No doubt many of you are noticing a covering of green floating stuff on quiet water of marshes and streams around the state. Some of that may be algae, but a closer look at much of it reveals many plants that are small floating oval structures about an eighth of an inch or so across. When I was a kid I thought they were baby water lilies. Some people know this plant as duckweed. Botanists know the plant as Lemna turionifera.
Duckweed is one of the smallest flowering plants on earth, although it seldom flowers. It can be found in still water habitats where it prefers slightly alkaline conditions. Duckweed does best in the cool temperatures of spring and fall and can spread quickly by budding to form a dense covering over the water. When fall comes around the plants will form small perennating structures called turions which will sink to the bottom of the body of water and overwinter in a dormant state. The following spring they will rise to the surface and form the plant we so frequently see.
What looks like a floating leaf in duckweed is not actually a true leaf. It is more accurately described as a flattened, oval, frond or thallus. Descending below the thallus is one small root.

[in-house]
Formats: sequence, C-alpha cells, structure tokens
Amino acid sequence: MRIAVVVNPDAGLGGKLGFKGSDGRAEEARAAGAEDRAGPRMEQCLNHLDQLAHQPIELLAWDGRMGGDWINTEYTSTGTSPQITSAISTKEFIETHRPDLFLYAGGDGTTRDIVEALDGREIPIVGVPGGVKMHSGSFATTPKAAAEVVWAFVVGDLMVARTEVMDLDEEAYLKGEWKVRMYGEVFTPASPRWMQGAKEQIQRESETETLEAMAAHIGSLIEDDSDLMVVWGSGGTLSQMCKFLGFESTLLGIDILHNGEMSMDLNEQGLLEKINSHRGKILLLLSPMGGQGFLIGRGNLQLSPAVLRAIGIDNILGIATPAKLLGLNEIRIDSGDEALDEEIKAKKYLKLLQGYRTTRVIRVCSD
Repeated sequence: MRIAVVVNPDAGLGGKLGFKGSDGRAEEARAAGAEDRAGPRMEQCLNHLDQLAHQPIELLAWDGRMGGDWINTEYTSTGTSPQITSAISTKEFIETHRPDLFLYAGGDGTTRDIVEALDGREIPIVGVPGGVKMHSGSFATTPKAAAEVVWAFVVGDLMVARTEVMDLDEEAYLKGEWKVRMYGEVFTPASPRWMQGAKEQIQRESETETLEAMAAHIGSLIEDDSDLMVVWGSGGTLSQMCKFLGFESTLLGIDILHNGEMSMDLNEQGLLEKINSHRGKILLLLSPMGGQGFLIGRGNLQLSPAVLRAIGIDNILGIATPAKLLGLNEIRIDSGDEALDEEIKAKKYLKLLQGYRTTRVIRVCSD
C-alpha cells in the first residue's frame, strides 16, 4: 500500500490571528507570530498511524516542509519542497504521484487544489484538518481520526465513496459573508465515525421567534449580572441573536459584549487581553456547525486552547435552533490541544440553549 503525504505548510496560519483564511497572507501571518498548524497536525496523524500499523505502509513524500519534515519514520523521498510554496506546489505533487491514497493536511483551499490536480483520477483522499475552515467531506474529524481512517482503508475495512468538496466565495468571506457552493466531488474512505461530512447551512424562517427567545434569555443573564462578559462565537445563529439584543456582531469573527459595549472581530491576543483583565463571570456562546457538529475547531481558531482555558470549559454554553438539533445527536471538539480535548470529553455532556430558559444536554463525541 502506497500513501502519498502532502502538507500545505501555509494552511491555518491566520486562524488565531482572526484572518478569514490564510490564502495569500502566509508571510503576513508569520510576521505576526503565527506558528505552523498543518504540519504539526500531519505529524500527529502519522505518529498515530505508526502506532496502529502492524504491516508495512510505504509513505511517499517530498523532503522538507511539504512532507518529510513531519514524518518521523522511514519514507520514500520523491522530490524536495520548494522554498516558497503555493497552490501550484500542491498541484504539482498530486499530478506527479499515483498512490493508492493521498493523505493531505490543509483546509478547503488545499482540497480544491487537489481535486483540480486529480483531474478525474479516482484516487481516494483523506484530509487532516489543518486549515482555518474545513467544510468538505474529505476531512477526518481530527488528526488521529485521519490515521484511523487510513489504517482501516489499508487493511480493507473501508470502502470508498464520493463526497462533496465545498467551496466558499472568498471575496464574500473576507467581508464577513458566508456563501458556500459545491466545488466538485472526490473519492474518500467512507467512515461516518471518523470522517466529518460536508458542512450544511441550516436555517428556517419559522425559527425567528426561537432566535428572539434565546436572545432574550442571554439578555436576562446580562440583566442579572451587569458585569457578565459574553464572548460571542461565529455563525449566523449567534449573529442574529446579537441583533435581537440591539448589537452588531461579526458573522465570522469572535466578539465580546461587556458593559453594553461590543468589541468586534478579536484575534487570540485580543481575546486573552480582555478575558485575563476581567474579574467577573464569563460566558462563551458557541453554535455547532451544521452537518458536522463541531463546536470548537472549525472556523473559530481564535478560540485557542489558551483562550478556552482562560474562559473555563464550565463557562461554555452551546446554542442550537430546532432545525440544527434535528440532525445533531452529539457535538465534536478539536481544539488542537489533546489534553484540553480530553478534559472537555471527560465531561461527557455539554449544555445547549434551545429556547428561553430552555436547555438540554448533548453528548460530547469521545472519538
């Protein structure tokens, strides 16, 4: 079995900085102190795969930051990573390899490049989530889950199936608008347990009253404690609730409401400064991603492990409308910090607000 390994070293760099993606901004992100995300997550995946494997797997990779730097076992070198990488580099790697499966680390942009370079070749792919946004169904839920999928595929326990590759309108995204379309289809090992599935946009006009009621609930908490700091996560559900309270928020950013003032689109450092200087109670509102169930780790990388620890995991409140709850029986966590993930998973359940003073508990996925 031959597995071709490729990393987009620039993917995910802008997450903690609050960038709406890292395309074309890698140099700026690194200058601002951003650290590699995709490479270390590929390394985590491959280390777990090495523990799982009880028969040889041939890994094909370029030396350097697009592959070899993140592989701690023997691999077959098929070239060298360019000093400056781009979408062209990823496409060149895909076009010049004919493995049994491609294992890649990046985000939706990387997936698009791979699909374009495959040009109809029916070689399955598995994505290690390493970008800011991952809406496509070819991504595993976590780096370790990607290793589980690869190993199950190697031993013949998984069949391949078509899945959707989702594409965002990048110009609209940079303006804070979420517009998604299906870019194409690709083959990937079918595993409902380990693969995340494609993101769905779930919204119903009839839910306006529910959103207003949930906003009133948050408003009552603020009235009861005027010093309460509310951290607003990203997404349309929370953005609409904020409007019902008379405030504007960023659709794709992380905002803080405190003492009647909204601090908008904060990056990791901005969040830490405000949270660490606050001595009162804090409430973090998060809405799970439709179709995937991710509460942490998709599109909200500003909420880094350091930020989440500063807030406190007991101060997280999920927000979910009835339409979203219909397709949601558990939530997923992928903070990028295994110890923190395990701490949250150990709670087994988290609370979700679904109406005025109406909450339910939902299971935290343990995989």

Until recently the duckweeds were placed in their own family the Lemnacea or duckweed family. Recent DNA studies conducted the family, however, have resulted in their placement in the arum family or Araceae. So duckweed is now placed in the same plant family as philodendron, peace lily, and Jack-in-the-pulpit.
Duckweed is nutritious and high in protein. It is an important food item for ducks as well as other water birds and some fish. It is even used to feed livestock in some parts of the world such as Asia, Africa, and India and surprisingly is even eaten by humans in some parts of Asia.
Perhaps even more interesting is the use of this plant bioremediation to clean water. Duckweed absorbs large amounts of nutrients from the water, particularly nitrogen and potassium. As a result, duckweed it is now being used in the treatment of municipal wastewater. The city of Devils Lake, for example, uses duckweed to treat their wastewater. Located just west of Devils Lake on highway 19, this is the second largest facility of its kind in the world and the only one in North Dakota. Not only can the duckweed clean the wastewater, but it can also be harvested and used to feed livestock or as compost.
So the next time you see some duckweed, give some thought to the biology, ecology and utility of this small and interesting plant. It really has a lot going for it.
Natural North Dakota is supported by NDSU Central Grasslands Research Extension Center and Minot State University-Bottineau, and by the members of Prairie Public. Thanks to Sunny 101.9 in Bottineau for their recording services.
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